The Island Mystery/Chapter 13
IN the end Gorman made up his mind to go to Salissa. I do not suppose that the King’s gift of the Order of the Pink Vulture had much to do with his decision. Nor do I think that he went out of pure kindness of heart, in order to give Konrad Karl and Madame Ypsilante eight weeks of unalloyed delight in Paris. I know that he never had the slightest intention of trying to persuade Donovan to part with the island, and—Gorman has not much conscience, but he has some—nothing would have induced him to suggest a marriage between Miss Daisy and the disreputable King. He went to Salissa because that island seemed in a fair way to become a very interesting place.
On the very evening of Gorman’s dinner with the King I happened to meet Sir Bartholomew Bland-Potterton at another, a much duller dinner party. Sir Bartholomew was not yet Secretary of State for Balkan Problems, but he was well known as an authority on the Near East, and was in constant unofficial touch with the Foreign Office. He is a big man in his way, and I was rather surprised when he buttonholed me after the ladies had left the room. I am not a big man in any way.
“Do you happen to know a man called Gorman?” he asked.
“Yes,” I said, “Michael Gorman. I’ve met him. In fact, I know him pretty well.”
“Sits for Upper Offaly,” I said. “Can’t blame him for that. Four hundred a year is something these times.”
“Bit of a blackguard, I suppose? All those fellows are.”
Now, an Irishman can call another Irishman a blackguard without offence. We know each other intimately and are fond of strong language, but we do not like being called blackguards by Englishmen. They do not understand us and never will. Sir Bartholomew’s description of Gorman was in bad taste and I resented it. However, there was no use trying to explain our point of view. You cannot explain anything to that kind of Englishman.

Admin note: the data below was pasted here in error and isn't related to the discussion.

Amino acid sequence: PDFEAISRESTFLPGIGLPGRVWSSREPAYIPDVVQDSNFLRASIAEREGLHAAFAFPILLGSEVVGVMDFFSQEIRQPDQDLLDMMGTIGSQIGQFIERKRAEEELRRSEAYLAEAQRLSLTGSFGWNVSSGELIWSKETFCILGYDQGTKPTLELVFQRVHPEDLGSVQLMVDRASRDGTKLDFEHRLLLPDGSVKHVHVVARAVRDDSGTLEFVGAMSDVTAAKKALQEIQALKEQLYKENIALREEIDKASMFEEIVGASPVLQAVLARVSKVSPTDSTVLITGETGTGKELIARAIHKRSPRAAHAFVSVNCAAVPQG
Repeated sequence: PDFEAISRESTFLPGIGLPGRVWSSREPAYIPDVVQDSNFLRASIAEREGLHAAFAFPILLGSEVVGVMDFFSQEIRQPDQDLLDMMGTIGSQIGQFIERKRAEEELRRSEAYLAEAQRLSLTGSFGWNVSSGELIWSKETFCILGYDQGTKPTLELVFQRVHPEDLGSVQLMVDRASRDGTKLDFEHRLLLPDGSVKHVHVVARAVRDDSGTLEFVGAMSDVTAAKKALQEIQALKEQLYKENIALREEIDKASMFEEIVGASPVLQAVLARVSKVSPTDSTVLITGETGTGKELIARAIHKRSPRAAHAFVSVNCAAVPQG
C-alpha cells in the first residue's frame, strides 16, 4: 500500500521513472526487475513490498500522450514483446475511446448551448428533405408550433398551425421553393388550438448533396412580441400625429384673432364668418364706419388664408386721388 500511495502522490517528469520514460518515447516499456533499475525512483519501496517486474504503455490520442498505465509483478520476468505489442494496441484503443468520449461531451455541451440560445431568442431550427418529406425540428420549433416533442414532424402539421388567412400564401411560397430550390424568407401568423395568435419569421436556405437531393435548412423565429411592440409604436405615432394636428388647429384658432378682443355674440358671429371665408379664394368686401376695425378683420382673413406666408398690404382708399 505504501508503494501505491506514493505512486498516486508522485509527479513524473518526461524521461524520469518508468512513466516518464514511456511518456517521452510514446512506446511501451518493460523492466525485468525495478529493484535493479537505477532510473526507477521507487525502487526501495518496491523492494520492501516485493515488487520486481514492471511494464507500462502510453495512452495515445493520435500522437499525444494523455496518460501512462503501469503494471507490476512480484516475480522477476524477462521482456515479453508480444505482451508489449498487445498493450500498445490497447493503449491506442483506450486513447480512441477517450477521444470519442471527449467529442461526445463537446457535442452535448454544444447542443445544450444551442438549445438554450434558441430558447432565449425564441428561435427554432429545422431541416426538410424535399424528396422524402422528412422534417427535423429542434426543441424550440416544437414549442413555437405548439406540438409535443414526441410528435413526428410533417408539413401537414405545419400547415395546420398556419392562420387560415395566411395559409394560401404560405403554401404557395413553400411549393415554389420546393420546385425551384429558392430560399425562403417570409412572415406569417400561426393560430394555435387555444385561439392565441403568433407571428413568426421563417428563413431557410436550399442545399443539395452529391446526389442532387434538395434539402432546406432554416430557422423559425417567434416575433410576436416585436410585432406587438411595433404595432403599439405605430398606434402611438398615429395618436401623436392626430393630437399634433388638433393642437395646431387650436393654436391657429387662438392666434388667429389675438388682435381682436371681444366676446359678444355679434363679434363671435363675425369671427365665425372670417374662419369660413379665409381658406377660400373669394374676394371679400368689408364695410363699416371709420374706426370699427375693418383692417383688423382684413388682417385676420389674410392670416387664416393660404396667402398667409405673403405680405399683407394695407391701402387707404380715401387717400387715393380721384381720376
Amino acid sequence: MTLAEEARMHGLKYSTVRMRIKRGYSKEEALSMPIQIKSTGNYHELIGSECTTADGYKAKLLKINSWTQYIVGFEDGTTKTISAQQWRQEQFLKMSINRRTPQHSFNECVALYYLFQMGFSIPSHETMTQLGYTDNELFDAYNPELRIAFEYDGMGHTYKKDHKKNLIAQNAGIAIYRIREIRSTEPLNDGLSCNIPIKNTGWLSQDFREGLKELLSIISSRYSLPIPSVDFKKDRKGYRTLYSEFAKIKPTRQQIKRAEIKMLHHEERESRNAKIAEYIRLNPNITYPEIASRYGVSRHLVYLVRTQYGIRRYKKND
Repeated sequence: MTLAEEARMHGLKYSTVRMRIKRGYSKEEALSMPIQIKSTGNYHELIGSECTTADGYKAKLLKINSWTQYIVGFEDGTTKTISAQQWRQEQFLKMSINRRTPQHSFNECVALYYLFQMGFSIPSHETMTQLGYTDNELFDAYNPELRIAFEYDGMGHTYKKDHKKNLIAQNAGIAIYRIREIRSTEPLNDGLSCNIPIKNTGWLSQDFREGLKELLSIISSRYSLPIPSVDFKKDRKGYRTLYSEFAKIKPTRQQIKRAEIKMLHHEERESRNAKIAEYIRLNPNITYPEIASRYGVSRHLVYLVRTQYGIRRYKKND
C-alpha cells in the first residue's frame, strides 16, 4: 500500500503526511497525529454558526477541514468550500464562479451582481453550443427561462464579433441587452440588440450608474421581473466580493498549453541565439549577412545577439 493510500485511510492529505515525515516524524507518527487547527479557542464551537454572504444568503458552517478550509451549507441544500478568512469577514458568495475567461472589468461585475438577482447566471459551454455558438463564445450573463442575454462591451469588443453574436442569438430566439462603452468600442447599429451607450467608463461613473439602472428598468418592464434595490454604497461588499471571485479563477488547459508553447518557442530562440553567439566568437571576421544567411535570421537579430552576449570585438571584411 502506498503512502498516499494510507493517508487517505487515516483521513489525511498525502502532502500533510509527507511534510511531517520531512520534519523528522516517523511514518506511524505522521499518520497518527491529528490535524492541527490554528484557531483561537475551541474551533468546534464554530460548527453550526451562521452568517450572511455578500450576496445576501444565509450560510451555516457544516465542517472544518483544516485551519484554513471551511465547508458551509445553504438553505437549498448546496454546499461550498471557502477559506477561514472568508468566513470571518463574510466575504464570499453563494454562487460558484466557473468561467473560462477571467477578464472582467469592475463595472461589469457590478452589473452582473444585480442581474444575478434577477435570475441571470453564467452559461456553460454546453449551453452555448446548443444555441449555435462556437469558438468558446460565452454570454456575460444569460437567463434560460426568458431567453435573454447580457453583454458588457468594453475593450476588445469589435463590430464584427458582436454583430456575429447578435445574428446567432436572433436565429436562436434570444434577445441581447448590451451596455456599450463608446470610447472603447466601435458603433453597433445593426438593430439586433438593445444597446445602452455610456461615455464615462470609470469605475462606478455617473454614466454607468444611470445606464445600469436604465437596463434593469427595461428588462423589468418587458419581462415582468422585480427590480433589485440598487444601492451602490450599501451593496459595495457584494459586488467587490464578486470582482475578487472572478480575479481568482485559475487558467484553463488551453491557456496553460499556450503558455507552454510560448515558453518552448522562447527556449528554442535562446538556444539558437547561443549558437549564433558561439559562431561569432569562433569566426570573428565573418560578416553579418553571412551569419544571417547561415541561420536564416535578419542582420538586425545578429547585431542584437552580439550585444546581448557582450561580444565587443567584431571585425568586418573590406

“He’s a Member of Parliament,” I said, “of your own English Parliament. I believe that all members are honourable gentlemen.”
Sir Bartholomew is a wonderful man. He actually took that remark of mine as a testimonial to Gorman’s character. The thing is almost incredible, but he evidently felt that the word honourable, as officially used, had a meaning something like that of trustworthy.
“I wonder,” said Sir Bartholomew, “if he’s a man to whom one could talk safely on a rather confidential subject?”
“There’s always supposed to be a kind of honour among thieves,” I said.
I was still rather nettled by the contemptuous assumption that Gorman must be a blackguard simply because he is an Irish Nationalist. After all, Sir Bartholomew’s own profession is not a very respectable one. He is a diplomatist, and diplomacy is simply the name we have agreed to give to lying about national affairs. I cannot see that Sir Bartholomew has any right to take up a high moral tone when speaking of Gorman or any other Member of Parliament, Irish or English.
“I’ll look up the man to-morrow,” said Sir Bartholomew. “I daresay I’ll find him in the House of Commons during the afternoon.”
Sir Bartholomew gave me no hint about the nature of his confidential business. I suppose he did not feel I could be trusted. However, Gorman told me all about it next day.
Sir Bartholomew came on Gorman in the smoking-room of the House of Commons. He was wearing, so Gorman assures me, the very best kind of official manner, that interesting mixture of suavity and pomposity with which our mandarins approach the public. They hope, in this way, to induce us to believe that they have benevolent dispositions and immense ability. I do not know whether any one is ever deceived by this manner or thinks of a mandarin otherwise than as a fortunate person who earns a large salary by being stupid. Certainly Gorman was not in the very least impressed. Being an Irishman, Gorman knows the official class thoroughly. Ireland is a kind of laboratory for the culture of the mandarin bacillus.